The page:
Richard Karekezi is an upcoming paint artist who believes art is life and without it, nothing makes sense.
The 24 year old artist is based at Ivuka Art Studio’s in Kacyiru, a suburb in Kigali. For Karekezi, art is not just about painting but it’s a part of his mind that is real and alive.
“I love art more than anything else. Life is art, I live in the world of art and I see art in everything,” Karekezi passionately said.
For the young artist, being optimistic about everything is what makes him paint the way he does. Looking at the good side of everything that would ordinarily be considered bad, is what Karekezi insists on doing—thus his different art styles.
He has specialised in the semi-abstract medium of painting where explores various life aspects in series of paintings that create a story. All this, e does with unique natural materials like charcoal, tea leaves, paper, stones, plant leaves as well as paint.
The ‘Night Moves’ series
In these series, Karekezi creates individual paintings that tell bits of a story. When these are put together, series are created- just like movie series.
In the ‘Night Moves’ series, he uses charcoal as a medium to create a story that depicts the night life in Kigali City. Here he focuses on the music, dancing, drinking as parts of the social night life.
Karekezi was inspired to use this style after an experience at his home when he accidentally poured charcoal on a wet painting as he tried to light a charcoal stove.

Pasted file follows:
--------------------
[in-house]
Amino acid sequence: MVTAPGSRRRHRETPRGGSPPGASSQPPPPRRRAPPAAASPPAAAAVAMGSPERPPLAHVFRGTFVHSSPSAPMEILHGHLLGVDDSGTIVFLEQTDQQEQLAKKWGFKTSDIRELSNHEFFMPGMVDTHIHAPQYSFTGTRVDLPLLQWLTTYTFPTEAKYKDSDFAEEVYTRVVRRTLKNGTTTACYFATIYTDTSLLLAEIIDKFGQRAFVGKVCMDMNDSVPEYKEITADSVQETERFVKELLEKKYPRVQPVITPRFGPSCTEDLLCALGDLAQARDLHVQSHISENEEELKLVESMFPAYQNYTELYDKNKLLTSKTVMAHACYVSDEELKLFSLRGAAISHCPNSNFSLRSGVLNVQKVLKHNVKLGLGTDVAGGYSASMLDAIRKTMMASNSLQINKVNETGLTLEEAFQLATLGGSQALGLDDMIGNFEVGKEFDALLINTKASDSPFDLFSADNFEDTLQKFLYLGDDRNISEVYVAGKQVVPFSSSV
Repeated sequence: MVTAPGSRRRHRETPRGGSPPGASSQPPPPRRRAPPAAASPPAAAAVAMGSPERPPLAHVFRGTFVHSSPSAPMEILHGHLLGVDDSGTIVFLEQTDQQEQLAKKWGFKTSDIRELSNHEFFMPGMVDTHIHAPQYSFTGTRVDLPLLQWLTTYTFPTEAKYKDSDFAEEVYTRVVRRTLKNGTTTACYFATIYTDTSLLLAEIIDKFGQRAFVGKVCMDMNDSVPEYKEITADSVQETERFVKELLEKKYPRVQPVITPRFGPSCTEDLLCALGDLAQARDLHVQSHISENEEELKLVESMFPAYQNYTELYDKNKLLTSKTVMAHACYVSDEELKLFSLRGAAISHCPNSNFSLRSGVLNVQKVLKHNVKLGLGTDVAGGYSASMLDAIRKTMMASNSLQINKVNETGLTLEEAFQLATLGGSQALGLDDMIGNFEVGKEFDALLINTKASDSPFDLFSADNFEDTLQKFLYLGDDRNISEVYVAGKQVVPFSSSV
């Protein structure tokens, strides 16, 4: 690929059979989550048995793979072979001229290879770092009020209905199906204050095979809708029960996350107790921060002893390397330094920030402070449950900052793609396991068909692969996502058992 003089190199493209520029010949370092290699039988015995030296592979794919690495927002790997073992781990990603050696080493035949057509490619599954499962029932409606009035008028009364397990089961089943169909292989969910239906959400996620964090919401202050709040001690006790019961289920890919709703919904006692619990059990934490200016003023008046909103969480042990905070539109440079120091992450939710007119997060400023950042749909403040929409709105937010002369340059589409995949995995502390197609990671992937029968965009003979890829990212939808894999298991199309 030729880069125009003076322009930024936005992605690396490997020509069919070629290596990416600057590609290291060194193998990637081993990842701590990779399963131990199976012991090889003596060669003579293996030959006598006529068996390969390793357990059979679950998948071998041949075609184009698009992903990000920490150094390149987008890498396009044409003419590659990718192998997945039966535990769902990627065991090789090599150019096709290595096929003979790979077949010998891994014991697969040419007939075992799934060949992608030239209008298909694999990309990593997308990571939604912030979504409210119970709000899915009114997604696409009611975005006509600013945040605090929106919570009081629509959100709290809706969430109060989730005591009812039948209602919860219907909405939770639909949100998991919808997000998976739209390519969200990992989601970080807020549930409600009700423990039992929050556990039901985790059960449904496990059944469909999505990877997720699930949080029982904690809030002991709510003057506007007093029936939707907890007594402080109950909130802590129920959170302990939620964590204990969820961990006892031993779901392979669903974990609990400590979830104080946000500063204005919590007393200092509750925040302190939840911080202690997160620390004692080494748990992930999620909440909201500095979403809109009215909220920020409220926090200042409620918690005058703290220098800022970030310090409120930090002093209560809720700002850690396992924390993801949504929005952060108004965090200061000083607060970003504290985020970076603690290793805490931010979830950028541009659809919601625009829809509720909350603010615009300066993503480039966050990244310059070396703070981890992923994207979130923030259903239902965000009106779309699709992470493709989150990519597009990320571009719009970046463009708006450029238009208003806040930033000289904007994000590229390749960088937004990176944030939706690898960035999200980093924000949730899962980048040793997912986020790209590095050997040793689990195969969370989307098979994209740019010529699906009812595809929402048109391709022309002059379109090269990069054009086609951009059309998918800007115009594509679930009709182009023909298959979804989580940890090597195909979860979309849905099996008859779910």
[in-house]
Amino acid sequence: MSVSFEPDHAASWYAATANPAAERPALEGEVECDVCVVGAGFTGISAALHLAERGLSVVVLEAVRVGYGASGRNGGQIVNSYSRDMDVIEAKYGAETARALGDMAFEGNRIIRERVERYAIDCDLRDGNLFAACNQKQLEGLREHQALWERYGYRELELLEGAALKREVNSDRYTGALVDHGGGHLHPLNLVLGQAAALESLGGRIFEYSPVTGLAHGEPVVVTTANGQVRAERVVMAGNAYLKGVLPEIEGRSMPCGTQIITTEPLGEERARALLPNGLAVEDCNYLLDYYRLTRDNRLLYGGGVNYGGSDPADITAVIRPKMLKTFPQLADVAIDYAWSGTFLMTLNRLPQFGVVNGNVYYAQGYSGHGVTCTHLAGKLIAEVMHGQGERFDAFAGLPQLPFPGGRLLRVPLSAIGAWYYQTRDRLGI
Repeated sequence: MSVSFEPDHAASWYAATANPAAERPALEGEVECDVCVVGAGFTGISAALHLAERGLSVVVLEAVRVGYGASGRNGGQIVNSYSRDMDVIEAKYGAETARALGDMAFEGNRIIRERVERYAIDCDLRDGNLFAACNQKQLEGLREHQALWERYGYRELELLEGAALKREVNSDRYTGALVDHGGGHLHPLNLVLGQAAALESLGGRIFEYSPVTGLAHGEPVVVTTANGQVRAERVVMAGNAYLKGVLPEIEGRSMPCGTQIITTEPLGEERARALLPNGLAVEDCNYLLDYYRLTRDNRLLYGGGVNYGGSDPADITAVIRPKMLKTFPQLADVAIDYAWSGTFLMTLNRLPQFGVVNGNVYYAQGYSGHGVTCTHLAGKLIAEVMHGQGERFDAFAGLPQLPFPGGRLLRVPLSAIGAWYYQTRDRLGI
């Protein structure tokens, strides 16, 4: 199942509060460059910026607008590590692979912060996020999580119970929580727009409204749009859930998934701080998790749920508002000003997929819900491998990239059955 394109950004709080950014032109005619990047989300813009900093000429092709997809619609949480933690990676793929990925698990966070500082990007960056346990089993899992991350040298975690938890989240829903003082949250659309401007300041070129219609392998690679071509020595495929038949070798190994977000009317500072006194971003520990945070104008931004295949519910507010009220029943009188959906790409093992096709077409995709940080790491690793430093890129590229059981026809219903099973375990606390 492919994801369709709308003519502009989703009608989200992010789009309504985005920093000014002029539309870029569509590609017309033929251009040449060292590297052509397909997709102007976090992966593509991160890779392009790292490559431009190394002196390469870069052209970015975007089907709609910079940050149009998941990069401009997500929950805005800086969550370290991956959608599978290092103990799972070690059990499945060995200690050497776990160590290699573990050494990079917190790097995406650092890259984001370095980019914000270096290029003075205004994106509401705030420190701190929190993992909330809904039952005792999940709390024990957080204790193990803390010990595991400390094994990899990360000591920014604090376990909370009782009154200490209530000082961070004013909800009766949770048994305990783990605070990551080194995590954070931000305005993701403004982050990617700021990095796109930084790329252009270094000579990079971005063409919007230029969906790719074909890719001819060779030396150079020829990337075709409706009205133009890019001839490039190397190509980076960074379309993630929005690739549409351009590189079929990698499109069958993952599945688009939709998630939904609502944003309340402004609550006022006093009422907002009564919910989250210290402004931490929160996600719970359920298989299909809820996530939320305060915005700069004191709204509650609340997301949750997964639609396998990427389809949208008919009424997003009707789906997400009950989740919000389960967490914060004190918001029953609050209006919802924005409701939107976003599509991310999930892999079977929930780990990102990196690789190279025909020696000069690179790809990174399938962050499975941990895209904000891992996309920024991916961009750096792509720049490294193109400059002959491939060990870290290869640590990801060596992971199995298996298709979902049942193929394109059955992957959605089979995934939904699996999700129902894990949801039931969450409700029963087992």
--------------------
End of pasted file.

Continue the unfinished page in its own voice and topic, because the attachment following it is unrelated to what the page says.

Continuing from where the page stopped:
“I remember I was so mad at the fact that I had destroyed my finished piece. However, as I sat devastated looking at the whole mess, I noticed that charcoal was stuck on the wet paint and certain forms were created, only difference was that they were covered in charcoal and not colourful paint,” explained Karekezi.
This was where the journey begun for the young artist. So far he has sold them like hot cakes.
The ‘Tea Table Family’ series
Other than these, the ‘Tea Table Family’ series are a creation where he uses tea leaves as a medium in his art pieces. In these series he emphasises the role of every member in the family.
In these series there are five pieces of art that represent a family. The kettle represents a father who feeds the family; the cups are a mother who nourishes the children who drink from her.
The flasks and jugs represent uncles and aunties who visit and entertain the family and who can also take care of the children if parents absent.
Though he loves painting, Karekezi says this profession comes with its share of challenges. Apart from the expensive raw materials, he said that some people’s attitudes are discouraging.
“Rwandan’s in particular, still need to appreciate art in its different forms and styles. People need to know that everyone has talent that needs to grow. As artists we need to be encouraged and not put down,” he said.
However, he believes that anyone can be a paint artist as long as they have the passion within them. By using this painting skill, Karekezi believes he can teach and inspire others who do not think they can make it in life most especially, the youth.
“Youth are easily influenced by circumstances around them that lead them to act wrongly. I urge the youth to try painting as a productive way of using their energy and at the same time earn a living,” the young artist said.
Karekezi has developed his talent over the years and said the encouragement he got from his primary school teachers, parents and friends is what has brought him this far as a paint artist.